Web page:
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Old 9th Nov 2014, 09:29
  #1349 (permalink)  
 
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Aardvark - you are doing it absolutely right,it is the normal ones that do not regard guns as penis extensions.
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Old 9th Nov 2014, 09:31
  #1350 (permalink)  
 
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By the way - Snap On 72 tooth ratchets do it for me!
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Old 9th Nov 2014, 09:48
  #1351 (permalink)  
 
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Can't beat a snap on screwdriver, oooh yeah!
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Old 9th Nov 2014, 11:18
  #1352 (permalink)  
 
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Snap On 72 tooth ratchets do it for me!
They do a 72? damm i want want one, wonder how it goes with a pipe on the end of it.
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Old 9th Nov 2014, 12:16
  #1353 (permalink)  
PTT
 
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Originally Posted by galaxy flyer View Post
The leftie, liberal agenda is all about subsidizing failure and punishing success.
Given that "success" as defined in the capitalist world is as much about lucky breaks as it is about hard work I don't really see an issue with that. Offering a safety net for those who try hard but do not succeed (for whatever reason) is one thing; giving money to the lazy is another and I don't think many people, regardless of political stripe, would condone the latter.

Back on topic, BOING appears to have no objections to my suggestions. I see there is a fundamental difference in outlook between our two nations, and see how this will lead to people wanting firearms as an individual issue rather than preventing their proliferation as a societal one: you've no faith in your government or your fellow man (although there will doubtless be claims otherwise caveated with the denial that criminals are human) and only trust yourself and those very like you, which leads to a very individualistic outlook.
The US is different to the rest of the developed world in many ways, and not all of them good (imho). There is more racial tension, more intergenerational poverty in ghettos and in some rural areas, more a culture of mistrusting government, more a culture of violence than in the other OECD countries (source). One of the least "good" of these, again imho, is the apparent lack of empathy for others in society which such an outlook brings, and the subsequent "screw them" attitude to those who do not "succeed" (by whatever subjective measure) or do not live by your individual standards, and the inability to compromise on anything which might impinge on your lifestyle even if it will save many lives. It's that lack of empathy which leads to objections to even the simplest concepts such as training requirements for fear that they will lead to something worse. Those who will not compromise on a solution (from both sides) are part of the problem: they are complicit in those deaths due to their willful obstruction of any action which might help prevent them.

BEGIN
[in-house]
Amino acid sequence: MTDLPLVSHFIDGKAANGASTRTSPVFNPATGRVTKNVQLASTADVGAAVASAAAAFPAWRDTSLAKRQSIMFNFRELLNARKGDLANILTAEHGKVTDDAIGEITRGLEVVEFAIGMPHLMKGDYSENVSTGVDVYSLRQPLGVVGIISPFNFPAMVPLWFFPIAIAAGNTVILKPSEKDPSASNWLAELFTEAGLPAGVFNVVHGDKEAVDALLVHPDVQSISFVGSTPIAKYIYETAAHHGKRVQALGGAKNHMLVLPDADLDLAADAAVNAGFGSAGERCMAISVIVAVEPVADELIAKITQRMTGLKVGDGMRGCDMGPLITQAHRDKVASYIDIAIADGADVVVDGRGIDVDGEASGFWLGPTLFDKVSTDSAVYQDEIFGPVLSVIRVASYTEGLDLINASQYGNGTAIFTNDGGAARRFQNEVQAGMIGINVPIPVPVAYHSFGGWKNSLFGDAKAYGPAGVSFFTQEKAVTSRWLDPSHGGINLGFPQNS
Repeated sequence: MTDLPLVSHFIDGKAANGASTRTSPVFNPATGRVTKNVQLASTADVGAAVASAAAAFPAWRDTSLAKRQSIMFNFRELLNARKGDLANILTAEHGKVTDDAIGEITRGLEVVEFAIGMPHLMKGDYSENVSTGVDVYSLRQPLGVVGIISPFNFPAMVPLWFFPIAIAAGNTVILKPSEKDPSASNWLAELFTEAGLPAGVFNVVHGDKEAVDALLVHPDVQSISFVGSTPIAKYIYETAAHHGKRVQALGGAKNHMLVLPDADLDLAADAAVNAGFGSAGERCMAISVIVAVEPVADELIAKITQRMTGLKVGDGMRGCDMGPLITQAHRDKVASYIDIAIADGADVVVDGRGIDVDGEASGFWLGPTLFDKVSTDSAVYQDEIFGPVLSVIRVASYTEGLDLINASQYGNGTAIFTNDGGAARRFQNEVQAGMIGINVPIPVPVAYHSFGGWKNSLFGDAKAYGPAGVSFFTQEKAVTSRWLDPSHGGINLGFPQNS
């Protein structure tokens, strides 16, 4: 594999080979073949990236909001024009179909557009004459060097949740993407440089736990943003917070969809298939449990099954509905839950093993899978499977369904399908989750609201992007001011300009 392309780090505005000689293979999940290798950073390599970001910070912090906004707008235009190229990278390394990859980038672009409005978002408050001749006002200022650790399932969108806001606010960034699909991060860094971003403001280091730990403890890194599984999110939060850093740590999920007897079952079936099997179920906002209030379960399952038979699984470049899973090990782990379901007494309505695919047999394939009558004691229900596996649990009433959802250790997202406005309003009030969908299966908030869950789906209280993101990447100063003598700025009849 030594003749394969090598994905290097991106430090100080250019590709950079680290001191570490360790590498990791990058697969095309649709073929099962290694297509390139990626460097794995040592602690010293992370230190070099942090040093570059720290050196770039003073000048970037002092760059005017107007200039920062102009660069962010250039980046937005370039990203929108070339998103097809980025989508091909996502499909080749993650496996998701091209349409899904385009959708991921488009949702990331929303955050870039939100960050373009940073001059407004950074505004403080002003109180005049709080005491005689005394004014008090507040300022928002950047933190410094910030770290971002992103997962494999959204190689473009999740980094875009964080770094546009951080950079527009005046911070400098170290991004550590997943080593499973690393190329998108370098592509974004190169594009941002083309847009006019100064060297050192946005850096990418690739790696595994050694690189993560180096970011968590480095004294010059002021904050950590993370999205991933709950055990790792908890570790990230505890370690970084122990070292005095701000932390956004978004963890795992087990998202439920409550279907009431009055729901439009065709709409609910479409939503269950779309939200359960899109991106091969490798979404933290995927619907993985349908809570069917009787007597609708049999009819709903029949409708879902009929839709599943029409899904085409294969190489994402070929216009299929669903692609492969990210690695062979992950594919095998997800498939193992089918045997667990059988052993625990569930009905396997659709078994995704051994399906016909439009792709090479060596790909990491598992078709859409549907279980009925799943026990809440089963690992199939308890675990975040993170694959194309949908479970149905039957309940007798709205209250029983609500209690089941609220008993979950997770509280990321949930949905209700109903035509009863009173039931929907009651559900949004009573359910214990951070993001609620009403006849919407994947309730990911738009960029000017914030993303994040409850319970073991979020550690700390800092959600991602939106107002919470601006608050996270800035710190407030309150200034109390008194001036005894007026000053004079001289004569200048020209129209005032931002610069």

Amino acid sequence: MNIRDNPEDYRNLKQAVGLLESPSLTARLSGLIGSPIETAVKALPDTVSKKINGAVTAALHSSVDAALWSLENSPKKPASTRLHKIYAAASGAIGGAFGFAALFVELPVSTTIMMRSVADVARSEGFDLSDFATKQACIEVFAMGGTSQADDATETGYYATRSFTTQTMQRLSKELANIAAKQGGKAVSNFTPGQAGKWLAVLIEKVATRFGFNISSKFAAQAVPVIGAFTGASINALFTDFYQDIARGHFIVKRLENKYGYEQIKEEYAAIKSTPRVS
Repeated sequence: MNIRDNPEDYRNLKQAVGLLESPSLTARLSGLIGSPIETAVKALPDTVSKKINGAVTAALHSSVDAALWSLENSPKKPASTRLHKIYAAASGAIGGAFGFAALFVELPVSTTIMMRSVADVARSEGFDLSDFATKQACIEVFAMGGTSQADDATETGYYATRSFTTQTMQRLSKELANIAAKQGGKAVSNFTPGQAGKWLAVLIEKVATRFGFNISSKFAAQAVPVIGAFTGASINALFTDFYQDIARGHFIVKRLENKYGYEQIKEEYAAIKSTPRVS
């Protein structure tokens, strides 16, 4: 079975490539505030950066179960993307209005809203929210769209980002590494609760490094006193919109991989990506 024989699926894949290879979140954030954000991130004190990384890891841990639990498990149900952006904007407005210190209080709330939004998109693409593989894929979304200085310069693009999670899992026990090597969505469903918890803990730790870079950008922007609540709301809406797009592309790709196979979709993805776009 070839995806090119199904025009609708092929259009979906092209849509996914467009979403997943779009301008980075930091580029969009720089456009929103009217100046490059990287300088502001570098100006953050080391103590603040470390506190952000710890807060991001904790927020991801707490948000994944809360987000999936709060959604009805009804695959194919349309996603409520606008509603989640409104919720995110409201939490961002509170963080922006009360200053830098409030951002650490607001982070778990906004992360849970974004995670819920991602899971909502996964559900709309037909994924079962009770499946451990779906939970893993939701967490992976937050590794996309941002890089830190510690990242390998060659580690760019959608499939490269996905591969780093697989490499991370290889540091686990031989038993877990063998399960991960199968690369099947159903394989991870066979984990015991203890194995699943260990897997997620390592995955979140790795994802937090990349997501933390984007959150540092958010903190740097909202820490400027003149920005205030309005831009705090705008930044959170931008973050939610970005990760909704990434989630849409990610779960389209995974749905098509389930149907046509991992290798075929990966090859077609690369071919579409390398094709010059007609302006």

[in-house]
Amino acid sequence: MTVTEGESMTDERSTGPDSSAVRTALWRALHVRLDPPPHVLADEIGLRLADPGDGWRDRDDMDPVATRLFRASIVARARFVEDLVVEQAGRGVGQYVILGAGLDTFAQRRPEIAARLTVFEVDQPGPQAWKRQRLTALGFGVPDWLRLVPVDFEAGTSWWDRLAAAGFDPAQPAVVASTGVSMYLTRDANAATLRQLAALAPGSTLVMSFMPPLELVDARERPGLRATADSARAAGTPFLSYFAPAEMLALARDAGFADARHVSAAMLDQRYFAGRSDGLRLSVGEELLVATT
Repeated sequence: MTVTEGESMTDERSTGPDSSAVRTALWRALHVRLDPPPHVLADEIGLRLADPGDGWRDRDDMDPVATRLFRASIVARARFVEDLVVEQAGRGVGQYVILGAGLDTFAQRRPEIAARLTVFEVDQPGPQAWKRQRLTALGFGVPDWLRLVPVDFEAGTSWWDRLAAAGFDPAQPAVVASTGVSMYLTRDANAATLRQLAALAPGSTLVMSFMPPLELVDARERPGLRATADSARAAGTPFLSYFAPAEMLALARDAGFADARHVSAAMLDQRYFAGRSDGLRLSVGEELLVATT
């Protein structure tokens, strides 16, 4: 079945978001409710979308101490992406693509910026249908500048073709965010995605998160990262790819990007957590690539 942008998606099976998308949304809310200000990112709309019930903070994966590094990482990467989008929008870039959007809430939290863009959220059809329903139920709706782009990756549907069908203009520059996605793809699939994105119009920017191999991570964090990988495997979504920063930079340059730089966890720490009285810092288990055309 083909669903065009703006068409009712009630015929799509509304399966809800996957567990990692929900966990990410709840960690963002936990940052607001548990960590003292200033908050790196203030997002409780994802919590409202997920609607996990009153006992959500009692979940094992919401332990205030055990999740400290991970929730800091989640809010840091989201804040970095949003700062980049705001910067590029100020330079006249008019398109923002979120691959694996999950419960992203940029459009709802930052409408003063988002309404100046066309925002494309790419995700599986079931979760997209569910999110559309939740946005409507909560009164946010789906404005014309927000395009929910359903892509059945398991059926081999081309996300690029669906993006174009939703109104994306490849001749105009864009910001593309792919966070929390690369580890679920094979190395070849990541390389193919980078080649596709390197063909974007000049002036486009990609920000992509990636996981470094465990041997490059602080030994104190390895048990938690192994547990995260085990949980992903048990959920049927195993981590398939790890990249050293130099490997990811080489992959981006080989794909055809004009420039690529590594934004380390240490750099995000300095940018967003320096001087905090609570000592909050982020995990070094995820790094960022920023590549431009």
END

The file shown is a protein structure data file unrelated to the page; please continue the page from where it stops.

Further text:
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Old 9th Nov 2014, 12:31
  #1354 (permalink)  
Dushan
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Originally Posted by rh200 View Post
They do a 72? damm i want want one, wonder how it goes with a pipe on the end of it.
I am sure it does fine, but my favorite is MAC.

I also have a few 40-year old Craftsman which have seen a lot of action, including the pipe treatment. Still working like new. I especially like the Carftsman sockets in 3/8, they have extremely thin sides and fit in tight places.

The best screwdrivers are Wiha, pliers are Knipex.
 
Old 9th Nov 2014, 12:57
  #1355 (permalink)  
Dushan
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Originally Posted by PTT View Post
Given that "success" as defined in the capitalist world is as much about lucky breaks as it is about hard work I don't really see an issue with that. Offering a safety net for those who try hard but do not succeed (for whatever reason) is one thing; giving money to the lazy is another and I don't think many people, regardless of political stripe, would condone the latter.
You shoul re think your statement in view of what the Demmocrats have done, over a period of 50 years, in places like Detroit. Look up "Great Society and LBJ". When you institutionalize the giving part, the recepients see it as a right not a gesture of good will.



Back on topic, BOING appears to have no objections to my suggestions. I see there is a fundamental difference in outlook between our two nations, and see how this will lead to people wanting firearms as an individual issue rather than preventing their proliferation as a societal one: you've no faith in your government or your fellow man (although there will doubtless be claims otherwise caveated with the denial that criminals are human) and only trust yourself and those very like you, which leads to a very individualistic outlook.